Daniel Snyder has been fined $60 million, the largest ever for an NFL team owner, after he was found guilty of sexually harassing a former cheerleader and former marketing manager for the Washington Commanders.
A league-sponsored investigation released Thursday found credible allegations by former team employee Tiffany Johnston, who said that in 2005 or 2006, Snyder put his hand on her thigh without her consent at a work dinner and then tried to push her into the back seat of the car after the event. According to the report, her account was supported by evidence and contemporary witnesses.
The findings were reported by former federal prosecutor and Securities and Exchange Commission chairman Mary Jo White, who spent 17 months investigating widespread sexual harassment and financial misconduct allegations against team executives, including Snyder.
The NFL released White’s report after 31 other clubs unanimously approved the sale of Commanders to an investment group led by Josh Harris for $6.05 billion, a record for an American professional sports team.
“The conduct supported by Mr. White’s investigation has no place in the NFL,” Commissioner Roger Goodell said in a statement. “We strive to be a safe, respectful, and professional workplace. What Mr. Johnston experienced was inappropriate and contrary to the NFL’s values.”
White’s report also corroborates the allegations of former Washington ticketing executive Jason Friedman, who said the teams intentionally hid and withheld revenue that would have been split among the league’s 32 teams. About $11 million of the distributable earnings were found to have been improperly withheld, according to the report.
Investigators cannot conclude or rule out that Mr. Snyder directed or participated in this revenue shielding, but wrote that “at least he was aware of certain efforts to minimize revenue sharing.”
Johnston and Friedman made the allegations in early 2022 as part of a congressional inquiry after the league refused to release details of an initial investigation into workplace harassment allegations made at the team in 2021.
Attorneys Lisa Banks and Debra Katz, who represent more than 40 former Commanders employees who have spoken out about workplace misconduct, including Johnston and Friedman, said in a statement, “After Dan Snyder was forced to sell a team he said he would never sell and pay a huge NFL fine, there is now an extensive public record of personal misconduct and misconduct under his leadership.”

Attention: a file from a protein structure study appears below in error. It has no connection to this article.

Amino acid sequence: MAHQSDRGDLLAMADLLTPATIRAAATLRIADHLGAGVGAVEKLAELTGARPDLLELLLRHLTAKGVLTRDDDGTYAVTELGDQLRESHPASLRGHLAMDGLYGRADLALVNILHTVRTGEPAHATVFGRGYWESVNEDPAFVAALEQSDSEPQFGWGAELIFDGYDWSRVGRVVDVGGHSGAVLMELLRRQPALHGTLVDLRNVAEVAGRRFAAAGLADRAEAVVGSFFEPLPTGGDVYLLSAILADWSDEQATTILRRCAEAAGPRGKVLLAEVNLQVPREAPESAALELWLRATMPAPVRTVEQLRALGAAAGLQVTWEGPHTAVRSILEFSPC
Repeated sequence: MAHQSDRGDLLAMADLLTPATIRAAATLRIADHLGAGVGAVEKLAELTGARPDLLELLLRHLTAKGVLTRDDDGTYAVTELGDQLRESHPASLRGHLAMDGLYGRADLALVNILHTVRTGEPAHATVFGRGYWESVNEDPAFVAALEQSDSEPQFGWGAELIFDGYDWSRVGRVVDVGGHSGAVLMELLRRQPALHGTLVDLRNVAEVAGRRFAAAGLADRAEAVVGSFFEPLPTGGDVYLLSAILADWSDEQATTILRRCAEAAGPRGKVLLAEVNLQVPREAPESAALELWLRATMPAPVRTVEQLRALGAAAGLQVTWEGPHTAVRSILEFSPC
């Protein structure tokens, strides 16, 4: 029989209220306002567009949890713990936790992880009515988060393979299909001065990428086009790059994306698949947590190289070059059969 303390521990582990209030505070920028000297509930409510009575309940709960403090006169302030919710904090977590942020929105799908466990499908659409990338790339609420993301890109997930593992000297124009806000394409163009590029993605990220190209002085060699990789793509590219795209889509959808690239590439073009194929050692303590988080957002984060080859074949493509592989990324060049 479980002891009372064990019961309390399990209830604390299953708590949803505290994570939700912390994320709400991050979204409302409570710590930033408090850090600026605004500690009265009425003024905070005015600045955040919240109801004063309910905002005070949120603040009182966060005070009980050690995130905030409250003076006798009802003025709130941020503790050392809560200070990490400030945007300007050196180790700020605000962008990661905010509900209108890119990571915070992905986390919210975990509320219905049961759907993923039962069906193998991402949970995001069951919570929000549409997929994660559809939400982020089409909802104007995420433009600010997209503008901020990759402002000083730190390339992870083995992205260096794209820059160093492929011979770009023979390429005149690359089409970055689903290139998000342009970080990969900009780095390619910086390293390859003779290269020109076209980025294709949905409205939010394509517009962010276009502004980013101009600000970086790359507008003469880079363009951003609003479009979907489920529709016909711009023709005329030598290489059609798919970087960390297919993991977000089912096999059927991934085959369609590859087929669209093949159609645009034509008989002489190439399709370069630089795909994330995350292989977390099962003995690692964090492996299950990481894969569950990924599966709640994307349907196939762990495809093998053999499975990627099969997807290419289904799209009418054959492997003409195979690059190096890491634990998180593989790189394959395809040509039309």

Asked to clarify how the league determined the amount of Snyder’s fine, Goodell replied, “It was the resolution of all the outstanding issues, including the findings of the Mary Jo White investigation.” It was reviewed and unanimously recommended by the Finance Committee and unanimously accepted by the members. ”
Investigators interviewed 44 witnesses, including former employees the team released from non-disclosure agreements, and reviewed tens of thousands of documents obtained by the commander, but Mr. Snyder was also punished for not fully cooperating with the investigation.
He refused to speak to White for nearly a year, eventually meeting only for an hour to deny the sexual harassment allegations. He also said he had “little knowledge or memory of substantive information related to financial matters.”
White said the team has failed to provide documentation for months explaining why it moved millions of dollars from the NFL’s revenue-sharing account to other accounts.
The coaches deliberately violated the league’s revenue-sharing rules, including improperly classifying proceeds from NFL games as coming from other special events and reporting to the league for falsely lowering ticket prices, according to the report.